Are you Playing Food Allergy Roulette?

When I was younger, I had a friend with a shrimp allergy who seemed determined to overcome his food allergies by sheer willpower.  I’m sure you’ve heard of allergic people like this, perhaps you’re one of them.  These are the people who know they have a food allergy but  disregard food labels and maybe even actively try to prove they’re no longer allergic to the food they reacted to as a child.  In any case, my friend stopped his antics after purposefully ingesting shrimp on New Year’s Eve and ended up in the hospital.  This was around the time when everyone in our social group refused to eat with him any longer.  None of us wanted responsibility for his playing Food Allergy Roulette.

I’m sure many of you are thinking this young man was foolish and I don’t disagree with you.  But if you are thinking that he is rare, think again.  Governments everywhere around the world are reviewing food allergy statements on ingredient labels after alarming studies showing that many of the food allergic ignore those warning statements.  These are the manufacturer’s voluntary “may contains…” that we see on pretty much every food label, ours included.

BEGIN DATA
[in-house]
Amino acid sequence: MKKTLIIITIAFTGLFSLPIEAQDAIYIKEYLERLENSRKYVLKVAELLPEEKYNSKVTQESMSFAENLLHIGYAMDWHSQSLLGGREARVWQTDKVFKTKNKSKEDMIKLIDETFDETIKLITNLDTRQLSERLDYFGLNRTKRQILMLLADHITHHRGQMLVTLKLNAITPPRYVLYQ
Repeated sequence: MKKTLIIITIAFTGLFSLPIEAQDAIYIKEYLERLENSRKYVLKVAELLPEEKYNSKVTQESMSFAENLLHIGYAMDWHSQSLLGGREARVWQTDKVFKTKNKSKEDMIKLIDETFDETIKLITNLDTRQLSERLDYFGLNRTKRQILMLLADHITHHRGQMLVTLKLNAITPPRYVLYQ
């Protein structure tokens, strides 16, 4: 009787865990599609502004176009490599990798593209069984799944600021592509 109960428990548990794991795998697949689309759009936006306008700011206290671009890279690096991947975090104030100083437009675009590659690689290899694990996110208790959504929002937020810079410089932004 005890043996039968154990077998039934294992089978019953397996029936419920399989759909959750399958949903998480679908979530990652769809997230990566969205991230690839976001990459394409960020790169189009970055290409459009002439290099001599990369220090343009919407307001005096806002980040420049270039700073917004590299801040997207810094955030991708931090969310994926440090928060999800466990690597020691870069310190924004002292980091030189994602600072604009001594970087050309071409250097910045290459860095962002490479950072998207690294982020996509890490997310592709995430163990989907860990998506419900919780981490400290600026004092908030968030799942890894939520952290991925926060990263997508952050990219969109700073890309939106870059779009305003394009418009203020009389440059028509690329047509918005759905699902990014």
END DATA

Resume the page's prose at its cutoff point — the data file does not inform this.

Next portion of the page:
A recent UK survey indicates that only around 50% of British parents that shop for their nut allergic child heed the precautionary “may contain traces of nuts”  warnings on food labels. 20% of those same parents ignore the “may contain nuts” warning on food.  Yet studies conducted a few years ago indicated that roughly one third of chocolates labeled with the “may contain traces of nuts” statement actually contained measurable amounts of nut proteins.

It may be that the majority of foods labeled with precautionary warnings don’t have the protein in them but many do.  Or what seemed fine last time may not be fine this time.  Is it worth the chance?